Taking care of your teeth could help reduce risk for heart disease—the leading killer of men and women in the United States. Findings were recently published in the European Heart Journal and suggest that regular brushing and dental visits reduce risk for heart disease by up to 14%.
Using data from a national health registry in Korea, this study looked at the link between oral health and cardiovascular risk. The goal was to confirm whether gum disease is associated with increased risk for heart disease, as previous studies suggest. Researchers also explored whether good oral hygiene helps reduce that risk, which remains unknown.
The recent analysis included 247,696 healthy Korean adults in a national registry, all of whom underwent an oral health screening and were free of heart disease at the start of the study. Participants were 40 years old or older and followed for roughly ten years following their dental screening.
Over the study period, there were nearly 15,000 cases of heart attack, stroke, heart failure and heart-related death. Similar to previous studies, analysis confirmed that risk for heart events was higher in adults with gum disease, as well as those with cavities and missing teeth.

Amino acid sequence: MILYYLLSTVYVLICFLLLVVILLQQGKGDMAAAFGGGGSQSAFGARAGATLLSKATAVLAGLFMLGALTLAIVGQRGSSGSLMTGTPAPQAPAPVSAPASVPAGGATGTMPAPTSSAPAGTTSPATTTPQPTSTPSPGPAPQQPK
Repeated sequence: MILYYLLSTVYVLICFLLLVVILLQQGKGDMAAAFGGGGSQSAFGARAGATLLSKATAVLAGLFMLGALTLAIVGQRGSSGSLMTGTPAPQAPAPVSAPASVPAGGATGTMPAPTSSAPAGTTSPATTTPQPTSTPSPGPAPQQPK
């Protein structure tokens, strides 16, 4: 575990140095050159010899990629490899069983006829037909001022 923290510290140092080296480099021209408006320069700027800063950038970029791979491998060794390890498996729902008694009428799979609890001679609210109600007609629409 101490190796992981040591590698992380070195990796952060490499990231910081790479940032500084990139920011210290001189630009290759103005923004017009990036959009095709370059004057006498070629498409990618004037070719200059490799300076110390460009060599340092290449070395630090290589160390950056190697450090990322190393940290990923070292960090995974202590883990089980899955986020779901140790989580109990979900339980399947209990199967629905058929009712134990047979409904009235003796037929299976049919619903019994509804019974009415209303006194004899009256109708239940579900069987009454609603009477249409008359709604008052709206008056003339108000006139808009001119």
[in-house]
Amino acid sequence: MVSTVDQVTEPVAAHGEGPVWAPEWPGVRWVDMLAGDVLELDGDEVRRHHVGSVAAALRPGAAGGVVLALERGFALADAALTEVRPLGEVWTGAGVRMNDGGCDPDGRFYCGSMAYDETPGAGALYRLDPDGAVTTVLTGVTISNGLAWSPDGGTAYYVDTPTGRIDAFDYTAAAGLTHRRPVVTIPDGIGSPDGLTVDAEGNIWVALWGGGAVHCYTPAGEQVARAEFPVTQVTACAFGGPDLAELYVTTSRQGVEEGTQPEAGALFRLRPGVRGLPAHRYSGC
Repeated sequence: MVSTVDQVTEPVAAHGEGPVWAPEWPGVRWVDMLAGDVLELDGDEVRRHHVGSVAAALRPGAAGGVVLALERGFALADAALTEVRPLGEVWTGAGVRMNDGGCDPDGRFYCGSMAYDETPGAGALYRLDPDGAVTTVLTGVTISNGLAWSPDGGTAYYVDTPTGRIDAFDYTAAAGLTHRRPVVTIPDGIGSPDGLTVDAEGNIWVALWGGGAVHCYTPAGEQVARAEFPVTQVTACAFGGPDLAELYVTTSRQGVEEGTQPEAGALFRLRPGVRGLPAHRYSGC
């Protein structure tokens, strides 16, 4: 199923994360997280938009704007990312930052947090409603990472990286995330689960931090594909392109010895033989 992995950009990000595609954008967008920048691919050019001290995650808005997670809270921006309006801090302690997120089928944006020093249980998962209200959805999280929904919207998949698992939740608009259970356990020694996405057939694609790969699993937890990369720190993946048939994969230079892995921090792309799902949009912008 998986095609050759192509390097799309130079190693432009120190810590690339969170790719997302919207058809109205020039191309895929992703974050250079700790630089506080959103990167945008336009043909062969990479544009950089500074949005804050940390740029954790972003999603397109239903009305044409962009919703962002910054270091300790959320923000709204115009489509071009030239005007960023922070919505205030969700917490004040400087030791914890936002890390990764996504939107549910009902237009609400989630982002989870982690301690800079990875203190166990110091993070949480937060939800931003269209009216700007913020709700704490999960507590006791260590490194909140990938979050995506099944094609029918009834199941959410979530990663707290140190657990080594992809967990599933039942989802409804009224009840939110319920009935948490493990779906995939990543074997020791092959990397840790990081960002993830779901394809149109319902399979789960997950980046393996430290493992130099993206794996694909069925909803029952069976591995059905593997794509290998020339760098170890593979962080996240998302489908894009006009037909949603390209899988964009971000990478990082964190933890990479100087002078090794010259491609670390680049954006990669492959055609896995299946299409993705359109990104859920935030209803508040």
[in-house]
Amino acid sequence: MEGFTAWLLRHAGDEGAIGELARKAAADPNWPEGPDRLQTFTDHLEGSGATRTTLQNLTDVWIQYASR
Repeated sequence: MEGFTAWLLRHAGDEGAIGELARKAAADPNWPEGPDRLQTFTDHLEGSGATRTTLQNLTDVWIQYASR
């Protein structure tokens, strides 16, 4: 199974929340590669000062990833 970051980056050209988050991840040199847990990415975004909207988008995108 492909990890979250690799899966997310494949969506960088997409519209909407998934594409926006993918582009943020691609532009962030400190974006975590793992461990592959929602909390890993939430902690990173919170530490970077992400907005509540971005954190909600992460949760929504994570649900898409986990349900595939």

However, this study also found that brushing one extra time a day reduced cardiovascular risk by 9%. Visiting the dentist for a teeth cleaning at least once a year was also associated with 14% lower risk for heart events compared to adults who never went to the dentist.
Based on self-reported data, nearly half of participants brushed their teeth twice a day. The remaining 40% brushed three times or more a day and 15% brushed no more than once a day. Roughly one in four participants had at least one professional teeth cleaning each year and 20–30% had gum disease, cavities or tooth loss.
Findings are promising, as they suggest that we can protect heart health with good dental hygiene. We can’t control all risk factors for heart disease, such as age and family history. However, findings suggest that we have the power to change our cardiovascular risk with healthy lifestyle choices like brushing our teeth.
Authors note that the link between oral and heart health could be due to the chronic inflammation associated with both conditions. Gum disease and other dental issues cause inflammation in the mouth, which could trigger or worsen inflammation in the arteries. It’s also possible that inflammation from heart disease could make individuals more vulnerable to conditions like gum disease.
Additional research is needed to understand this disease pathway. However, findings add to a growing body of evidence linking gum disease to increased heart risks.